From Wikipedia, the free encyclopedia
Bornunclear, 3rd or 2nd century BCE[1]
Academic work
EraMaurya or post-Maurya
Main interestsSanskrit prosody, Indian mathematics, Sanskrit grammar
Notable worksAuthor of the "Chandaḥśāstra" (also called Pingala-sutras), the earliest known treatise on Sanskrit prosody. Creator of Pingala's formula.
Notable ideasmātrāmeru, binary numeral system.

Acharya Pingala[2] (Sanskrit: पिङ्गल, romanizedPiṅgala; c. 3rd–2nd century BCE)[1] was an ancient Indian poet and mathematician,[3] and the author of the Chhandaḥśāstra (Sanskrit: छन्दःशास्त्र, lit.'A Treatise on Prosody'), also called the Pingala-sutras (Sanskrit: पिङ्गलसूत्राः, romanizedPiṅgalasūtrāḥ, lit.'Pingala's Threads of Knowledge'), the earliest known treatise on Sanskrit prosody.[4]

The Chandaḥśāstra is a work of eight chapters in the late Sūtra style, not fully comprehensible without a commentary. It has been dated to the last few centuries BCE.[5][6] In the 10th century CE, Halayudha wrote a commentary elaborating on the Chandaḥśāstra. According to some historians Maharshi Pingala was the brother of Pāṇini, the famous Sanskrit grammarian, considered the first descriptive linguist.[7] Another think tank identifies him as Patanjali, the 2nd century CE scholar who authored Mahabhashya.


"Pascal's Triangle" as depicted in a later version of Pingala's Chandaḥśāstra

The Chandaḥśāstra presents a formula to generate systematic enumerations of metres, of all possible combinations of light (laghu) and heavy (guru) syllables, for a word of n syllables, using a recursive formula, that results in a partially ordered binary representation.[8] Pingala is credited with being the first to express the combinatorics of Sanskrit metre, eg.[9]

  • Create a syllable list x comprising one light (L) and heavy (G) syllable:
  • Repeat till list x contains only words of the desired length n
    • Replicate list x as lists a and b
      • Append syllable L to each element of list a
      • Append syllable G to each element of list b
    • Append lists b to list a and rename as list x
Possible combinations of Guru and Laghu syllables in a word of length n[10]
Word length (n characters) Possible combinations
1 G L

Because of this, Pingala is sometimes also credited with the first use of zero, as he used the Sanskrit word śūnya to explicitly refer to the number.[11] Pingala's binary representation increases towards the right, and not to the left as modern binary numbers usually do.[12] In Pingala's system, the numbers start from number one, and not zero. Four short syllables "0000" is the first pattern and corresponds to the value one. The numerical value is obtained by adding one to the sum of place values.[13] Pingala's work also includes material related to the Fibonacci numbers, called mātrāmeru.[14]


  • A. Weber, Indische Studien 8, Leipzig, 1863.
  • Janakinath Kabyatittha & brothers, ChhandaSutra-Pingala, Calcutta, 1931.[15]
  • Nirnayasagar Press, Chand Shastra, Bombay, 1938[16]


  1. ^ a b Plofker, Kim (2009). Mathematics in India. Princeton University Press. pp. 55–56. ISBN 978-0-691-12067-6.
  2. ^ Singh, Parmanand (1985). "The So-called Fibonacci Numbers in Ancient and Medieval India" (PDF). Historia Mathematica. 12 (3). Academic Press: 232. doi:10.1016/0315-0860(85)90021-7. Archived from the original (PDF) on 2019-07-24. Retrieved 2018-11-29.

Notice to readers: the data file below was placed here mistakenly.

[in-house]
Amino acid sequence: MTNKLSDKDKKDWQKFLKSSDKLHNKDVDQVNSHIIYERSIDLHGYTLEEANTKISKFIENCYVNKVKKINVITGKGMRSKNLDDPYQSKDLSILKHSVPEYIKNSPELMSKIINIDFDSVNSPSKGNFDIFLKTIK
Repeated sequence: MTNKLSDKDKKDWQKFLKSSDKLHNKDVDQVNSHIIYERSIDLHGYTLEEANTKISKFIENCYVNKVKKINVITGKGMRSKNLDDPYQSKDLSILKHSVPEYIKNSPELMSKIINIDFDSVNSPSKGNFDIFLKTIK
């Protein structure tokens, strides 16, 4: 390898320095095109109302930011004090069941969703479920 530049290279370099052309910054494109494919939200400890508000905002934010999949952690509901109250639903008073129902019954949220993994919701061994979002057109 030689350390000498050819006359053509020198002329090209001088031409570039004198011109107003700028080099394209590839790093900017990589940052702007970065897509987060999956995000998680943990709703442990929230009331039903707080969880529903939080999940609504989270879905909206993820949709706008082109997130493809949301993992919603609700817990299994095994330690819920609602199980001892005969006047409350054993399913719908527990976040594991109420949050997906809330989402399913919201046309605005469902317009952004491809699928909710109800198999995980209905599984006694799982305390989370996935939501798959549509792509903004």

3. ^ "Pingala – Timeline of Mathematics". Mathigon. Retrieved 2021-08-21.
  4. ^ Vaman Shivaram Apte (1970). Sanskrit Prosody and Important Literary and Geographical Names in the Ancient History of India. Motilal Banarsidass. pp. 648–649. ISBN 978-81-208-0045-8.
  5. ^ R. Hall, Mathematics of Poetry, has "c. 200 BC"
  6. ^ Mylius (1983:68) considers the Chandas-shāstra as "very late" within the Vedānga corpus.
  7. ^ François & Ponsonnet (2013: 184).
  8. ^ Van Nooten (1993)
  9. ^ Hall, Rachel Wells (February 2008). "Math for Poets and Drummers". Math Horizons. 15 (3). Taylor & Francis: 10–12. doi:10.1080/10724117.2008.11974752. JSTOR 25678735. S2CID 3637061. Retrieved 27 May 2022 – via JSTOR.
  11. ^ Plofker (2009), pages 54–56: "In the Chandah-sutra of Pingala, dating perhaps the third or second century BC, [...] Pingala's use of a zero symbol [śūnya] as a marker seems to be the first known explicit reference to zero. ... In the Chandah-sutra of Pingala, dating perhaps the third or second century BC, there are five questions concerning the possible meters for any value “n”. [...] The answer is (2)7 = 128, as expected, but instead of seven doublings, the process (explained by the sutra) required only three doublings and two squarings – a handy time saver where “n” is large. Pingala’s use of a zero symbol as a marker seems to be the first known explicit reference to zero."
  12. ^ Stakhov, Alexey; Olsen, Scott Anthony (2009). The mathematics of harmony: from Euclid to contemporary mathematics and computer science. ISBN 978-981-277-582-5.
  13. ^ B. van Nooten, "Binary Numbers in Indian Antiquity", Journal of Indian Studies, Volume 21, 1993, pp. 31–50
  14. ^ Susantha Goonatilake (1998). Toward a Global Science. Indiana University Press. p. 126. ISBN 978-0-253-33388-9. Virahanka Fibonacci.
  15. ^ Chhanda Sutra - Pingala.
  16. ^ Pingalacharya (1938). Chand Shastra.

See also[edit]


  • Amulya Kumar Bag, 'Binomial theorem in ancient India', Indian J. Hist. Sci. 1 (1966), 68–74.
  • George Gheverghese Joseph (2000). The Crest of the Peacock, p. 254, 355. Princeton University Press.
  • Klaus Mylius, Geschichte der altindischen Literatur, Wiesbaden (1983).
  • Van Nooten, B. (1993-03-01). "Binary numbers in Indian antiquity". Journal of Indian Philosophy. 21 (1): 31–50. doi:10.1007/BF01092744. S2CID 171039636.

External links[edit]